He is a living hiking legend! Hiker, backpacker, trekker and author, Chis Townsend has ample reason to be called a living legend. He has hiked thousands of kilometers in all corners of the globe including many long distance treks in North America such as the Pacific Coast Trail (Mexico to Canada) and the Continental Divide Trail. In addition to co-authoring several books and being the equipment editor of TGO Magazine, Chris shares his outdoor experiences in 17 books, of which most are illustrated with his own photographs. One of the favourites being the Backpackers Handbook
I am deeply grateful to Chris Townsend for taking the time to complete the following interview with Tracks And Trails . I specially liked the perfect camp experience as noted in the interview and your advice on why a backpacker needs a quality map when you were “Temporarily unsure of your whereabouts”. 🙂 – Thanks again Chris!
How and where were you introduced to the outdoors?
As a child in the countryside around the village of Formby on the Lancashire coast in northern England. Here I explored woods and fields, sand dunes and beaches, and grew to love nature and wild places. The area is flat – twenty foot sand dunes being the only hills – and certainly not wilderness but with enough woods and wildness to impress a young boy.
What has been your favourite outdoor recreations area?
Impossible to answer! There are so many. If I was forced to pick favourites I’d go for the High Sierra, the Grand Canyon and the Scottish Highlands which are all very different and offer contrasting experiences.
Please share an outdoor story related to one of the above areas.
When I hiked the Arizona Trail I couldn’t predict the date on which I’d arrive at the Grand Canyon (I hate rigid itineraries anyway!) so I didn’t have a permit to camp in the Canyon, which I wanted to do. When I reached the South Rim I stood in line for one of the permits issued on the day, hoping one for one of the campgrounds on the Bright Angel or North Kaibab Trails. Unsurprisingly these were all taken. The ranger suggested going off on a side trail to where I could camp wild. This turned out to be a wonderful idea as it resulted in the finest camp of the whole hike. I left the popular routes shortly past Phantom Ranch and took the Clear Creek Trail as darkness fell. After several miles I stopped and simply laid my sleeping bag down away from the trail on a flat patch of stony ground. All around dark cliffs rose into the star-filled sky. The silence was immense. Dawn came with the sun slowly lighting up the multi-coloured rocks as the vastness of the Canyon was revealed. I would not have wanted to be anywhere else. It was a glorious morning.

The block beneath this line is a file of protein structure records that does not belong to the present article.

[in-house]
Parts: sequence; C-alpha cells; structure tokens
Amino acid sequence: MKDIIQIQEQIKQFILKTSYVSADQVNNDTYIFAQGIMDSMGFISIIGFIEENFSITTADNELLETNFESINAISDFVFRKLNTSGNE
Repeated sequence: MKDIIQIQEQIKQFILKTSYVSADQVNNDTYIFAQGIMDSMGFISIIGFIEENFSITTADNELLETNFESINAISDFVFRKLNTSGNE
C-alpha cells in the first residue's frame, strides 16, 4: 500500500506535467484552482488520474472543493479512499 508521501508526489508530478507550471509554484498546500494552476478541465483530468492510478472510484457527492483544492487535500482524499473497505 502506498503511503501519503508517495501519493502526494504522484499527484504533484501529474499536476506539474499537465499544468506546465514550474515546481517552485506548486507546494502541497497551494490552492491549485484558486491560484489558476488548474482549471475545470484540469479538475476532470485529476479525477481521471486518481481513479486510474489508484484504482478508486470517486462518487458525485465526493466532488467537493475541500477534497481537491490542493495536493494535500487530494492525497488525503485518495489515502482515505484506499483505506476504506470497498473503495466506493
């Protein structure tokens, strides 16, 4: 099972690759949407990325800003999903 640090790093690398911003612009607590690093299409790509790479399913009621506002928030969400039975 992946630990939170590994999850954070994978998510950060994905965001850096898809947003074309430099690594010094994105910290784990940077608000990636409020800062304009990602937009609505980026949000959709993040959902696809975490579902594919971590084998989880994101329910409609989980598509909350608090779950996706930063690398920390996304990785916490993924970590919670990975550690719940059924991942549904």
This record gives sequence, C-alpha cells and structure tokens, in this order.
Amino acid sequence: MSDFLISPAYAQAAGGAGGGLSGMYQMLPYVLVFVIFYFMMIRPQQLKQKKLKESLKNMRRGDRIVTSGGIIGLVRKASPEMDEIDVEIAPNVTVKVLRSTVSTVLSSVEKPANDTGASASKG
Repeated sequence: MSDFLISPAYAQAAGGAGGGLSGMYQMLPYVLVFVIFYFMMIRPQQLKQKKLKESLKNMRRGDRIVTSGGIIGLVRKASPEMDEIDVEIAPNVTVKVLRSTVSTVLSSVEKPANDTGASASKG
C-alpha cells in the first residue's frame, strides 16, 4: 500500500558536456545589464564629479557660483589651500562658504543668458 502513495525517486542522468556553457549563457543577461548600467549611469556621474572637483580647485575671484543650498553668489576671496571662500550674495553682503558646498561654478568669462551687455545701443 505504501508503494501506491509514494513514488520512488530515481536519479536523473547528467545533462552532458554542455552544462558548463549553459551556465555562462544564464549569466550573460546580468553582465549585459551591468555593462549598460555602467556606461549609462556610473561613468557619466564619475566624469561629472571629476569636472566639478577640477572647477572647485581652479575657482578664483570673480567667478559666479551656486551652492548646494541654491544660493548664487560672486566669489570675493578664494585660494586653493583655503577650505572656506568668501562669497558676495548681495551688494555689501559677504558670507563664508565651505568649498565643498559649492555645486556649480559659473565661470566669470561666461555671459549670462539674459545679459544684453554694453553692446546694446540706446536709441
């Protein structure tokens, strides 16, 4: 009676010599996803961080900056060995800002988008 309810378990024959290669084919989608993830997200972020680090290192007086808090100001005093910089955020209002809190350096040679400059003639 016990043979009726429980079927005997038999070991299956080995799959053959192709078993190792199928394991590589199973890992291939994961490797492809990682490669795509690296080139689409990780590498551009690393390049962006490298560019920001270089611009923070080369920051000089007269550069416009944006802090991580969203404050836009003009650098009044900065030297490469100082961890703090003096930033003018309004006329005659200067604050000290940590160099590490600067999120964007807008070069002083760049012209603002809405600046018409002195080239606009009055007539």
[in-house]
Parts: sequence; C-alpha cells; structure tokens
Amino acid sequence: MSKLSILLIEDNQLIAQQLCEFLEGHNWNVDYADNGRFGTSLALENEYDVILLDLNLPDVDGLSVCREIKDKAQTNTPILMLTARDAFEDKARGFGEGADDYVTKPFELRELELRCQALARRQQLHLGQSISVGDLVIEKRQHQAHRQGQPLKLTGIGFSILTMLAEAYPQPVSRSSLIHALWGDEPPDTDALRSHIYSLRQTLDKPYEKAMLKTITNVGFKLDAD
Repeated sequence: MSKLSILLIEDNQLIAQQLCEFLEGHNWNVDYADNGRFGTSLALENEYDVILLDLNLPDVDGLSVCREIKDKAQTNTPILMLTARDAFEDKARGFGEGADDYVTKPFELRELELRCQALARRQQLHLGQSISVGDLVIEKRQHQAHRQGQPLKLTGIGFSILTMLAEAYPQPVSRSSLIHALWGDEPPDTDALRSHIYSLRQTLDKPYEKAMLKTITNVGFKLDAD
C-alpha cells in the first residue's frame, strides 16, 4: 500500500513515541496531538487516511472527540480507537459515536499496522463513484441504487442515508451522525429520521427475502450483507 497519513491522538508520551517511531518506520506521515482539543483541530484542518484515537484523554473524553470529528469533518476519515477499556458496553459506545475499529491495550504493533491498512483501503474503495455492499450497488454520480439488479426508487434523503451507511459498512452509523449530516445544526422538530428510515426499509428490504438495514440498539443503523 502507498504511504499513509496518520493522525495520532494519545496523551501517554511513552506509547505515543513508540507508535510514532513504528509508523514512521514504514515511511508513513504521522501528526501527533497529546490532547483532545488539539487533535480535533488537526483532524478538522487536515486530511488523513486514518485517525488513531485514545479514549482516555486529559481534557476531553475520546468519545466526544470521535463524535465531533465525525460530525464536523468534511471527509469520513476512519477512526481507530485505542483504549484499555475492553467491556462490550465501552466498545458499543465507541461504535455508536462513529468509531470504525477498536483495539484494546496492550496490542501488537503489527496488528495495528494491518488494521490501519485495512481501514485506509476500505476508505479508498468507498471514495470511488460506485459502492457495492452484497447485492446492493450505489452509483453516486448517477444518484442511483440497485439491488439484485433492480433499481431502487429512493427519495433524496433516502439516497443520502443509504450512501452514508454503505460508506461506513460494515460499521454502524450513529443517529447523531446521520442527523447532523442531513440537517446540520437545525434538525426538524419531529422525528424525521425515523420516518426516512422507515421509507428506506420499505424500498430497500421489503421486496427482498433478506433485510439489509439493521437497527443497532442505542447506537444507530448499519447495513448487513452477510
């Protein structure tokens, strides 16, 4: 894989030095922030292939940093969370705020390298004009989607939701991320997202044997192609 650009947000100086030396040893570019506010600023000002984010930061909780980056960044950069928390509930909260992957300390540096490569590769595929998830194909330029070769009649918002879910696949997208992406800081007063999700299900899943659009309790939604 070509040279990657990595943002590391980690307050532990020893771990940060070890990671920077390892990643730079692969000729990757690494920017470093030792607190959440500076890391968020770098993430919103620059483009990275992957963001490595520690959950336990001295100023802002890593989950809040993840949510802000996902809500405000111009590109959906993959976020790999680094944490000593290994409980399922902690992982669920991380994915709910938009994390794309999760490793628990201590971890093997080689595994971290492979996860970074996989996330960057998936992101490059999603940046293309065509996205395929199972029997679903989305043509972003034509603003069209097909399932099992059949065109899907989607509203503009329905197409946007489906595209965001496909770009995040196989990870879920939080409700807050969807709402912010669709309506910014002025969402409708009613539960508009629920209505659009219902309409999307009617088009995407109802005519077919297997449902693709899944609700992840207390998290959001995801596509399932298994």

Have you ever experienced a wilderness medical emergency or been lost in the wilderness? If so please describe this adventure and any lessons learned.
I dislike the word “lost”. “Temporarily unsure of my whereabouts” sounds much better! On my walk the length of the Canadian Rockies I did spend a week when I couldn’t have found my position on a map to within twenty miles. But I knew that as long as I walked northwards I would eventually hit a road and I duly did so, feeling very relieved as I’d been out of food for several days. What I learnt was to have decent maps. My supply box had failed to arrive and I’d only been able to get small scale black and white maps locally. I should have gone to a bigger town and bought proper topo maps. Still, it made for an interesting experience.
Can you share any unique encounters with wild animals?
I don’t think any of my encounters with animals are unique but many are memorable and important to me. My first meeting with a grizzly bear is still sharp in my mind 22 years later. I was above timberline in the Canadian Rockies on a rainy day, hiking with my hood up and head down and not paying enough attention to my surroundings when I caught a movement off to one side. I looked up and saw a grizzly bear coming towards me. I’d never seen a grizzly before but I was in no doubt. This dwarfed the black bears I’d encountered. I moved along the trail, made a noise and the bear turned away and disappeared into some brush. So nothing really happened. But I was thrilled just to see one of these magnificent animals in its natural habitat.
If not previously mentioned, have you ever completed a thru-hike or multi-day backpacking trip and what nuggets of wisdom did you glean from it?
I’ve completed many long-distance trips. What I’ve learnt is that there’s a qualitative as well as a quantative difference between a short trip – a month or less – and a long one. A short trip is a break from everyday life, a long trip becomes every day. Hiking and camping is what you do, day after day, week after week, month after month. And this means that the mechanics of living in the wilds become automatic so you can experience nature more deeply without concerns over practicalities getting in the way.
What is your favourite outdoor website?
What is your favourite outdoor hiking gear store?
Please visit Chris Townsend’s Blog
Thanks again for the interview Mr. Townsend! Not wanting to abandon your years of wisdom and thousands of miles of experience with just this interview, I have purchased my first Chris Townsend book, Backpacker’s Pocket Guide
. While I am an avid hiker, searching through the viewable pages online, I realized that even I need to review the basics of hiking and backpacking and glean any nuggets of your wisdom and share them with any backpacking companions.